Saturday, 5 March 2011

Rewards and Punishments

I'm always surprised and disappointed when educators I respect support the use of rewards and punishments to control student behaviour.

Whenever I feel like my students are "misbehaving" or not behaving as expected or agreed, it's usually because I'm "misbehaving" or not behaving as expected or agreed. Sound odd? Perhaps, but think about this for a minute. When something goes wrong, i.e. not according to plan, it's usually because the kids have responded in unexpected ways to what I'm teaching or presenting to them. Unless I'm prepared to handle these contingencies I can lose focus of the lesson and the children. I find that the best way to deal with these "disruptions" isn't to control behaviour through carrots and sticks but rather to take a deep breath and think about what may be causing the problem. Often the cause has to do with one or more of the following: how I've presented the lesson (it's confusing, not challenging enough or too difficult, not relevant to what they're ready or interested in learning), something is buzzing among the children that I'm not aware of, sometimes they just need a shift (same 'ole, same 'ole mentality has kicked in), or everyone is tired, including me.

Children respond to us and we, in turn, need to respond to them. Instead of looking inwardly (at ourselves), we look outwardly (to our students) and react by imposing discipline charts, or tokens that must be earned/taken away depending on the behaviour of the students. Yes, the behaviour may improve for a while but so did behaviour improve when children were taught procedures and the lessons were inviting and relevant to them. Behaviour improved when the children were taught, through modeling and identifying noteworthy examples, the value of respecting and treating each other with kindness. Behaviour improved when, as adults, we took the time to examine what was not working and took teaching steps to change it. Using tokens or rewards and punishments only sends children the message that they need to be controlled by someone else rather than teaching them how to regulate their behaviour depending on the circumstances. I tell my students that it's when I'm not around that doing "the right thing" counts.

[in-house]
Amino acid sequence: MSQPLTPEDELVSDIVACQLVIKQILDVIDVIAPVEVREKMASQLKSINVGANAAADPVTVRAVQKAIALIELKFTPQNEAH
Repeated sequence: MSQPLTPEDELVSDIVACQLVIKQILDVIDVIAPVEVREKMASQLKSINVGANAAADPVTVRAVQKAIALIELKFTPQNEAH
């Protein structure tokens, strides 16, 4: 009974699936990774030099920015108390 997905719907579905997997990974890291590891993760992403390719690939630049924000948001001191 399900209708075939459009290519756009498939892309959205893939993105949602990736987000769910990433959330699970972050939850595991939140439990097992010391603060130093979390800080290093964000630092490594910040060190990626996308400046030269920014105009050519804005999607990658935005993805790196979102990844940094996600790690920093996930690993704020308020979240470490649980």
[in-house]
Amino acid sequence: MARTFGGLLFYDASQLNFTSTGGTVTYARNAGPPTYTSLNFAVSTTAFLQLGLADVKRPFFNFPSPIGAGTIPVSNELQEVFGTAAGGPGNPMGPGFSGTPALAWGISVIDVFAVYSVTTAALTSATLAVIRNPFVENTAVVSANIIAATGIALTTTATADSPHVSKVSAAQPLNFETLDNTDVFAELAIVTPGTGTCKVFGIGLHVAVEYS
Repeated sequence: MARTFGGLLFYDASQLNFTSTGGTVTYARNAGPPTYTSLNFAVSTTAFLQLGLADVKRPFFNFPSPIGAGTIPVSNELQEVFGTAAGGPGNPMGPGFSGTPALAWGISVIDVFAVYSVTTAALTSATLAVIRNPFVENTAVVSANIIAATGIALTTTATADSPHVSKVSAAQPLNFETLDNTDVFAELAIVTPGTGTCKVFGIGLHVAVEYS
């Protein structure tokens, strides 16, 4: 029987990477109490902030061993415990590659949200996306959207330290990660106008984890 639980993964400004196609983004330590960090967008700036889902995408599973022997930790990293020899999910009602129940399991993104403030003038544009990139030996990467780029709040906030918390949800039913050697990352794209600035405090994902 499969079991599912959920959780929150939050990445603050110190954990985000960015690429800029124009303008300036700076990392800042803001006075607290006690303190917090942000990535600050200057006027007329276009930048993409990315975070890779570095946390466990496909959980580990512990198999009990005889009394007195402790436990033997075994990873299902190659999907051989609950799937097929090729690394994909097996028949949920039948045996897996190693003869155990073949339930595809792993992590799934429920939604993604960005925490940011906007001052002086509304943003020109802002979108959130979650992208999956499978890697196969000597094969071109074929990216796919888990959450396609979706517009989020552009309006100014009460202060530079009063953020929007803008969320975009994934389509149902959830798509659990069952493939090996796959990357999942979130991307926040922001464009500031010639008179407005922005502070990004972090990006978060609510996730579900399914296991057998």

What do you think? Do you agree or disagree with me? Why? What are your thoughts on rewards and punishments?

http://twowritingteachers.wordpress.com/2011/03/05/solsc-2011-5-of-31/
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